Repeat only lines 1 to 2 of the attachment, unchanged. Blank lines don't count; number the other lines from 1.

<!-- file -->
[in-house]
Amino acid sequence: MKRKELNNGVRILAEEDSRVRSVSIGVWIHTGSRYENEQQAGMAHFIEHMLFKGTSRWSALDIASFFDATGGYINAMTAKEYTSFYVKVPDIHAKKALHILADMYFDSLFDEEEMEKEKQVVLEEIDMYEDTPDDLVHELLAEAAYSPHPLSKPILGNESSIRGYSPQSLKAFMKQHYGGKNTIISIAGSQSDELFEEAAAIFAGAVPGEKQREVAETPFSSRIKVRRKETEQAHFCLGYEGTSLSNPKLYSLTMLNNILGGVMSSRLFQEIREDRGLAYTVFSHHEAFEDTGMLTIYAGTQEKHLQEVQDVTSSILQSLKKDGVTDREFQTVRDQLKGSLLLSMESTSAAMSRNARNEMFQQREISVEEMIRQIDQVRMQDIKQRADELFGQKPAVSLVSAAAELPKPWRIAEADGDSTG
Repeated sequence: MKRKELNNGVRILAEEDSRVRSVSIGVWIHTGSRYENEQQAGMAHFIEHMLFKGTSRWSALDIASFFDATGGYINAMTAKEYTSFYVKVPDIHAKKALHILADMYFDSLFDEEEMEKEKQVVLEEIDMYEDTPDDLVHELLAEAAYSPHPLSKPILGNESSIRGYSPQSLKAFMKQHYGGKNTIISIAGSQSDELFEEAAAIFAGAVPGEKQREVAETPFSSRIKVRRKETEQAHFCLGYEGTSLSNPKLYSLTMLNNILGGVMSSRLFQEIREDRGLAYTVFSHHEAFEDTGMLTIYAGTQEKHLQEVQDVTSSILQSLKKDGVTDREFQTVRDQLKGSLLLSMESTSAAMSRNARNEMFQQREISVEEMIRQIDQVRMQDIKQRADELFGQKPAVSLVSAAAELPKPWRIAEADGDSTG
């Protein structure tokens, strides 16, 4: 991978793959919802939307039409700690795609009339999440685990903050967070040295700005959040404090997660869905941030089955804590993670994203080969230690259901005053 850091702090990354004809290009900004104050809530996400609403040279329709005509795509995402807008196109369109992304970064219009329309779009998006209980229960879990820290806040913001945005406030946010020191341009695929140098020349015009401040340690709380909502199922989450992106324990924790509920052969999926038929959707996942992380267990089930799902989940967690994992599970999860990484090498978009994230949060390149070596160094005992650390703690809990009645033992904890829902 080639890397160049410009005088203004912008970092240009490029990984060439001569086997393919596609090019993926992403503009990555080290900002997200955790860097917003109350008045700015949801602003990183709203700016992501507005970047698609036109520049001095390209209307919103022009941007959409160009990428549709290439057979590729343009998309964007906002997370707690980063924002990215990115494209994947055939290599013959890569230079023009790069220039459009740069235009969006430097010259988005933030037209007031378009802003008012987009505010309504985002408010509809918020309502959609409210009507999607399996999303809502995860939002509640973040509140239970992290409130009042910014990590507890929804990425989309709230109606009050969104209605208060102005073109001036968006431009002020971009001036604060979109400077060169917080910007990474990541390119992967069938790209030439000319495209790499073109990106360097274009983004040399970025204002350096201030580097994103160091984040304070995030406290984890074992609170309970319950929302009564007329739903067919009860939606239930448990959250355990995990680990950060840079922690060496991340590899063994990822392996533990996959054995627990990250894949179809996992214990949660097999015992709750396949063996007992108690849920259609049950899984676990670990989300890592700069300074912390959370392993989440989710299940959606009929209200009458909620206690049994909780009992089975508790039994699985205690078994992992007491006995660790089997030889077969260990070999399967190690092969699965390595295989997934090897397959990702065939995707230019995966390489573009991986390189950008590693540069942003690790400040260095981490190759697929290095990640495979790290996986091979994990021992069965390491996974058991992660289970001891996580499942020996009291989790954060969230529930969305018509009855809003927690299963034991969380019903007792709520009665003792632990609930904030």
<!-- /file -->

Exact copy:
[in-house]
Amino acid sequence: MKRKELNNGVRILAEEDSRVRSVSIGVWIHTGSRYENEQQAGMAHFIEHMLFKGTSRWSALDIASFFDATGGYINAMTAKEYTSFYVKVPDIHAKKALHILADMYFDSLFDEEEMEKEKQVVLEEIDMYEDTPDDLVHELLAEAAYSPHPLSKPILGNESSIRGYSPQSLKAFMKQHYGGKNTIISIAGSQSDELFEEAAAIFAGAVPGEKQREVAETPFSSRIKVRRKETEQAHFCLGYEGTSLSNPKLYSLTMLNNILGGVMSSRLFQEIREDRGLAYTVFSHHEAFEDTGMLTIYAGTQEKHLQEVQDVTSSILQSLKKDGVTDREFQTVRDQLKGSLLLSMESTSAAMSRNARNEMFQQREISVEEMIRQIDQVRMQDIKQRADELFGQKPAVSLVSAAAELPKPWRIAEADGDSTG